Over the past month I have destroyed Christian arguments. One by one, they stop discussing with me. Some are honest and end up saying, “well I really can’t answer this anymore, I just don’t know,” while others simply scatter like rats escaping the light of day.
Today I came across an anti-gay video of a christian group on YouTube. One commentator said the following:
“This whole debate boils down to whether you believe in what the bible says or not. If you do, then you’ll agree with Piper, otherwise go with the flow. My personal opinion is to agree with him, but I want to emphasize that this doesn’t justify any kind of hate towards anyone. You may disagree with or hate their acts, but Jesus teaches us to always love and wisely serve everyone as they are.”Commentator on anti-gay video on YouTube
But this is the problem, you don’t know the bible. Nor do you have a grasp on reason and logic.
You can logically stand on almost anything, but the logic has to at least be true to itself. For example, if a man said, “the sky is orange, but the sky reflected in the mirror is blue,” that would be illogical as both the sky and its reflection share the same color.
Every argument a person poses, is applicable to every situation of similar context. If a person says, “god said that if you did sin X then you should die, that’s why i’m against sin X,” Well other sins are covered in the same passages? X is a variable, and the evangelical will throw in “witchcraft,” “same gender relationships,” and so on… but what of the other sins? The bible says that rebellion is a sin, yet America was founded on it. Are you against America’s foundation? Working on the Sabbath was a sin deserving death, do you also agree it’s wrong today?
Another logical fallacy of the christian, is that they refuse to start at a good starting point. If I were to tell you about a man on trial for murdering thousands, but you thought this man was a good man, a holy man…. no matter how much data or evidence I provide, you will refuse to accept it. You will run from the truth and hide in the feelings and goosebumps you have about this man. You may even start constructing fiction that those people deserved to die, or perhaps that they never existed before… or even suggest that “death isn’t so bad.” Such a person could never be on a jury, as they are not able to think clear enough to cast a judgement.
In order to investigate the faith you must be willing to accept it’s errors. You are free to believe in a spiritual path, free to accept whatever deity you wish, but if your dogma judges others, and yourself, but you hide and obscure the judgements you don’t like and raise the ones you do like, then you’re really nothing more than a hypocrite.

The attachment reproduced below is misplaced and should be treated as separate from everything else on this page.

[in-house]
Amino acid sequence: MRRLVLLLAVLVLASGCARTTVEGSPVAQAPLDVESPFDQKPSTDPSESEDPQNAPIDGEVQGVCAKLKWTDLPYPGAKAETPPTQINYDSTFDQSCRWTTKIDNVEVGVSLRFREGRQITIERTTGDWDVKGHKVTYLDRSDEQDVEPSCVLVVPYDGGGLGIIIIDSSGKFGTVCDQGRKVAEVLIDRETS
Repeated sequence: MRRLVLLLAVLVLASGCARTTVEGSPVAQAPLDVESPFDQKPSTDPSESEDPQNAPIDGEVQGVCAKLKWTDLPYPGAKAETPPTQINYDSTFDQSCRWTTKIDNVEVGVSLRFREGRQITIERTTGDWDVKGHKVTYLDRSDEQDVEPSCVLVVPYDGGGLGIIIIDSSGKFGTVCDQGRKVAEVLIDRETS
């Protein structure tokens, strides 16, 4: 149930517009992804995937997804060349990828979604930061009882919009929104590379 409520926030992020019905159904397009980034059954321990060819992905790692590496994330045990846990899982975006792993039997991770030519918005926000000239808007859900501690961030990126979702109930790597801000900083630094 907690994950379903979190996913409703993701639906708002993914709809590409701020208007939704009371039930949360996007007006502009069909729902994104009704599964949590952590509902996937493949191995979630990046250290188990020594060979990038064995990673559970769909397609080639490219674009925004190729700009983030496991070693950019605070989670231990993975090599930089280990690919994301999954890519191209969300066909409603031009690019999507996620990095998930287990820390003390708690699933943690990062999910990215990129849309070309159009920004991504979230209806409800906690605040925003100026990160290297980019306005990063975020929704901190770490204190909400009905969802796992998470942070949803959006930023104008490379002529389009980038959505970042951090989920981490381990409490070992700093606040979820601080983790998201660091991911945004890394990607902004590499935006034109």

What’s in the Bible
If you say, “I”m with Paul, and therefore against being gay”: then are you with Paul when he inverts the teachings of Jesus in 2nd Thess. 3:10? Paul says there, “if a man doesn’t work, neither shall he eat.” Yet Jesus says in Matthew 25:35-46, that if you do not feed the hungry, or invite the stranger in, it is as though you didn’t do it to him, and you will be cast into eternal darkness. How about Paul’s views of women? Paul says that women are to be silent, hold no position over a man. Women were not to braid their hair, or wear jewelry. Do you agree with that?
How about Paul’s views on Roman slavery? Turn to Ephesians 6:5, “Slaves, obey your earthly masters with respect and fear, and with sincerity of heart, just as you would obey Christ.”
Enter the apologist
If you wait long enough and apologist will come along and spin up a yarn about Paul’s views on women, on slaves and so on. But none of these turn out to be true. I’ve heard that Paul was speaking of “one female false teacher,” and yet that’s not what we read about. He has very generic rules for women (women, not a specific woman). 1 Timothy 2:9-15 The apologist will poo-poo roman slavery saying “it wasn’t that bad.” While a person could buy their way to freedom, the roman slave was treated as non-human and often abused. This wasn’t a butler. This was a literal slave, who had no rights. “Unlike Roman citizens, they could be subjected to corporal punishment, sexual exploitation (prostitutes were often slaves), torture and summary execution. Over time, however, slaves gained increased legal protection, including the right to file complaints against their masters.” (https://en.wikipedia.org/wiki/Slavery_in_ancient_Rome)